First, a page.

Steel core or any type of armor-piercing or metal-piercing pistol ammunition is prohibited in Rhode Island.  Not exactly the type of ammo you need when hunting, but it’d be nice to test some out on the range just for fun anyway.

For anyone interested in buying body armor, if you’ve been convicted of a violent felony, you’re out of luck.  Everyone else, go check out our body armor reviews to see which one you need to get, and go buy it yesterday!

When to use your guns 

All the time!  But maybe only when you’re hunting or at the range.  The practical side of gun ownership, of course, is to defend our freedoms and our way of life.  Sometimes, that means defending yourself and your home against people who want to do you harm.

Defending your castle

Luckily, Rhode Island recognizes that there are bad guys in the world, and the police cannot be everywhere at once, so the state has adopted what is commonly known as the “Castle Doctrine”, which allows you to defend yourself while you’re at home, in your “castle”.

Specifically, if you reasonably believe that someone that has committed or is committing a crime in your property and is about to inflict great bodily harm or death on you or someone else that is also legally allowed to be on your property, you can use deadly force to defend yourself or others.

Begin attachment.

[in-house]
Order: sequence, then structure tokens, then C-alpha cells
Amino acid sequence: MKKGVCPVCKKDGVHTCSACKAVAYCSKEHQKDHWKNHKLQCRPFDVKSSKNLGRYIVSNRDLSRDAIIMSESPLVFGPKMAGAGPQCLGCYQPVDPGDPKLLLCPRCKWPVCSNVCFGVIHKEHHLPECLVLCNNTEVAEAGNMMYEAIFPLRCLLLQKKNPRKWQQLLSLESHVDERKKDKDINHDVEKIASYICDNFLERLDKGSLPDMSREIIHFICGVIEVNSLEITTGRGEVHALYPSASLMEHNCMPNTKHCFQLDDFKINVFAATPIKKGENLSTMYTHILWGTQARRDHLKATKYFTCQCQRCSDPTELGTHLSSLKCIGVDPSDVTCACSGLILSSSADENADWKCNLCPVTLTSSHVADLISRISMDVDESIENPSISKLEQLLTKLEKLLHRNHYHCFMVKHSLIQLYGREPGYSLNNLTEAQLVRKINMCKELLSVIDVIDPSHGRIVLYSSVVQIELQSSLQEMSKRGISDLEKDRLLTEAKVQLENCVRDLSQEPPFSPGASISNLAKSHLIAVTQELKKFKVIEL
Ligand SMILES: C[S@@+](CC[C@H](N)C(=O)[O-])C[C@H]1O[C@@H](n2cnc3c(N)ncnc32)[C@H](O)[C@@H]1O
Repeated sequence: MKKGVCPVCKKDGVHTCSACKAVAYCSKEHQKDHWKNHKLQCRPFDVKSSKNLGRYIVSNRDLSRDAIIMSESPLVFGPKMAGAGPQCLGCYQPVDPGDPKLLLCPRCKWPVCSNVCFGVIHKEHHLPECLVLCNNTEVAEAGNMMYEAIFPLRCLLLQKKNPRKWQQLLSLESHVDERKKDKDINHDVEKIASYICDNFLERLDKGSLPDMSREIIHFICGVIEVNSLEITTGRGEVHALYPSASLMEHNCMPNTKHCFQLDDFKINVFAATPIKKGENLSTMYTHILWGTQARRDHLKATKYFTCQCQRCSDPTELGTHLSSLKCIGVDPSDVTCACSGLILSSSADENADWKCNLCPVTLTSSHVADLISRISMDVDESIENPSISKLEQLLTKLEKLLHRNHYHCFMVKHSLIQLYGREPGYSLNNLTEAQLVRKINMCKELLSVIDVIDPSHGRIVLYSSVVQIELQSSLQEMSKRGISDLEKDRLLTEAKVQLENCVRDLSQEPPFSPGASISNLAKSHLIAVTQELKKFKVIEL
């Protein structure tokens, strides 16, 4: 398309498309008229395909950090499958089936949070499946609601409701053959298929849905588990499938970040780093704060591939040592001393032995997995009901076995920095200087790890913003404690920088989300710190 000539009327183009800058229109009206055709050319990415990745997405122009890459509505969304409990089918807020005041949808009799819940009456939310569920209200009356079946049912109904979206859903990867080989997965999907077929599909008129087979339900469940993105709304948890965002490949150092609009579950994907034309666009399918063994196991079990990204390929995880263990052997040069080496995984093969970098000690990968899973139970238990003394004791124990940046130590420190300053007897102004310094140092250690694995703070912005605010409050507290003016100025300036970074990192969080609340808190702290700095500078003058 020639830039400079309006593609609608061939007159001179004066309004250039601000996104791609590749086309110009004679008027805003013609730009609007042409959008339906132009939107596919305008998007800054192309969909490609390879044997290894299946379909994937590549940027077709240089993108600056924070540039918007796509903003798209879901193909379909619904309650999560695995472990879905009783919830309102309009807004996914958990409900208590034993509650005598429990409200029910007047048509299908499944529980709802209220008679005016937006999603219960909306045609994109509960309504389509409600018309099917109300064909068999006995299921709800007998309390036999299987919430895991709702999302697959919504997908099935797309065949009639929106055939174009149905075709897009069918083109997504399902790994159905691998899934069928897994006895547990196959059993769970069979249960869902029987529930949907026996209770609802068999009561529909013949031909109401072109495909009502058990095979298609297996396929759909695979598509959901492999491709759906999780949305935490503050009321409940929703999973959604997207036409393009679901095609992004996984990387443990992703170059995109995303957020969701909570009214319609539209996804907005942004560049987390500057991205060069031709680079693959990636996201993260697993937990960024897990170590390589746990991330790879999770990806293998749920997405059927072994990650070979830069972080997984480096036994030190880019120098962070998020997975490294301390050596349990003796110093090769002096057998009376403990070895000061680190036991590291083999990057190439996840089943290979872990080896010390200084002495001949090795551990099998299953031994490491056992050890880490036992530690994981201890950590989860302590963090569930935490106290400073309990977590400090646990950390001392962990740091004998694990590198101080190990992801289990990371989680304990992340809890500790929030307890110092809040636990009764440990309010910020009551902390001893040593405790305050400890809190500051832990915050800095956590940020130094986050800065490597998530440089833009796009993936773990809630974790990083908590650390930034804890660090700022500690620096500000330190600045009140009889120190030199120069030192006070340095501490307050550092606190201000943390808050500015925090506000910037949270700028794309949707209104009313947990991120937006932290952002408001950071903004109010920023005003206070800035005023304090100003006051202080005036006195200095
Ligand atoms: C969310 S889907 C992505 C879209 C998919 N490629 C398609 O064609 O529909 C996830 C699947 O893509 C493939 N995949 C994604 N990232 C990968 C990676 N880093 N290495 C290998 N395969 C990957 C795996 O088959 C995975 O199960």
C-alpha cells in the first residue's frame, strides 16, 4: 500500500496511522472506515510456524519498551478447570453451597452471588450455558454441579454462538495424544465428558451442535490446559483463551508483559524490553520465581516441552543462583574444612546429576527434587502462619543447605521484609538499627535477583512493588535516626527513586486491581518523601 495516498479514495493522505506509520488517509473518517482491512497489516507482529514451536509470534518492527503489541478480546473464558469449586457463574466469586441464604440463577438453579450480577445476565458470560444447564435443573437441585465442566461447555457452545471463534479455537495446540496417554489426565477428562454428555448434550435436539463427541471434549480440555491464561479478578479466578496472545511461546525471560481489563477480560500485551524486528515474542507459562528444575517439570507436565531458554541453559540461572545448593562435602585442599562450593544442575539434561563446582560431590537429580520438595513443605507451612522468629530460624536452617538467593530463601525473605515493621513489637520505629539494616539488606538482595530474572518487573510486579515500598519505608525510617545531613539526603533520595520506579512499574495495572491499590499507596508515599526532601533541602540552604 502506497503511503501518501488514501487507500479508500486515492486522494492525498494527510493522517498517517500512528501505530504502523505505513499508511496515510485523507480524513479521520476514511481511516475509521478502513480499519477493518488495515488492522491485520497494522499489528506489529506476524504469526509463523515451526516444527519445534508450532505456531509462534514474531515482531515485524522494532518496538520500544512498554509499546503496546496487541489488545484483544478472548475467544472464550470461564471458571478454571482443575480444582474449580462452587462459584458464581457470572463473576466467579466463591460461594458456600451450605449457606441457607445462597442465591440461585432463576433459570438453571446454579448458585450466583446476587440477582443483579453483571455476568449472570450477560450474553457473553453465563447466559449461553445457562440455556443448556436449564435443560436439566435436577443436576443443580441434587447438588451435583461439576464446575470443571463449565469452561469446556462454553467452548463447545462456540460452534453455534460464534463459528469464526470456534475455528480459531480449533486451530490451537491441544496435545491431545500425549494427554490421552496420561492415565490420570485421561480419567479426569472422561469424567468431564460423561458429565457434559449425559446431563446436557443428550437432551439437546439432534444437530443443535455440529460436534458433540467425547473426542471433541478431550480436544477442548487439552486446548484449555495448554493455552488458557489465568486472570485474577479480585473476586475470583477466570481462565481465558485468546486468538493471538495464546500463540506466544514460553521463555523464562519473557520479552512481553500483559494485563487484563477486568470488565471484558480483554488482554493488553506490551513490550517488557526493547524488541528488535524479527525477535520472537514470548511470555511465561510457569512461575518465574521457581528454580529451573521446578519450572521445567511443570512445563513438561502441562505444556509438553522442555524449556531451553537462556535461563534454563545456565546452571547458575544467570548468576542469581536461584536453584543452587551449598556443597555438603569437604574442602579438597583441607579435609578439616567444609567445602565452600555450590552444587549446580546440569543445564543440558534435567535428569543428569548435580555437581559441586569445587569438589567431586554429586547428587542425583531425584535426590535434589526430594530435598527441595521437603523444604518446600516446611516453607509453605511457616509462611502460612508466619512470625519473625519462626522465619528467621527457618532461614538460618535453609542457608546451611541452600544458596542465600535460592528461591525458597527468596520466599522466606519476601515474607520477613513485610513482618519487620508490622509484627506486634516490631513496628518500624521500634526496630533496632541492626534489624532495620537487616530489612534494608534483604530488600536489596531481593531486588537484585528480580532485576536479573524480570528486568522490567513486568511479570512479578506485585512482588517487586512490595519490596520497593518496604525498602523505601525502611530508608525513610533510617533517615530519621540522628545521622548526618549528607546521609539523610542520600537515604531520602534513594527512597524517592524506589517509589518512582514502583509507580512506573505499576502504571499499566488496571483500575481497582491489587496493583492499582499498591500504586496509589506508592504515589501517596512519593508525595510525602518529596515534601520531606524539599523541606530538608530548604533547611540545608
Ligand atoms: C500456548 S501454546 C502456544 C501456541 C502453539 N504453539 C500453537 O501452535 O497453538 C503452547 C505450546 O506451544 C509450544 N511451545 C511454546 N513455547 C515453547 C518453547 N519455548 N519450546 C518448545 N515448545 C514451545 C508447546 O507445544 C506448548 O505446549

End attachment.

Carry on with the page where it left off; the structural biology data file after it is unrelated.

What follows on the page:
Man with rifle in home
Defending His Castle

Standing your ground

Of course, you may also need to defend yourself while you’re out on the town, and not just when you are sitting at home watching TV.  Rhode Island also has a “Stand Your Ground” rule on the books for self-defense.

Essentially, the same situation that applies to the Castle Doctrine for using deadly force is used in the Stand Your Ground law.  

As long as you are somewhere you are legally allowed to be and reasonably believe someone is about to inflict great bodily harm or death on you or someone else, you do not have a duty to retreat, and can engage the threat with deadly force.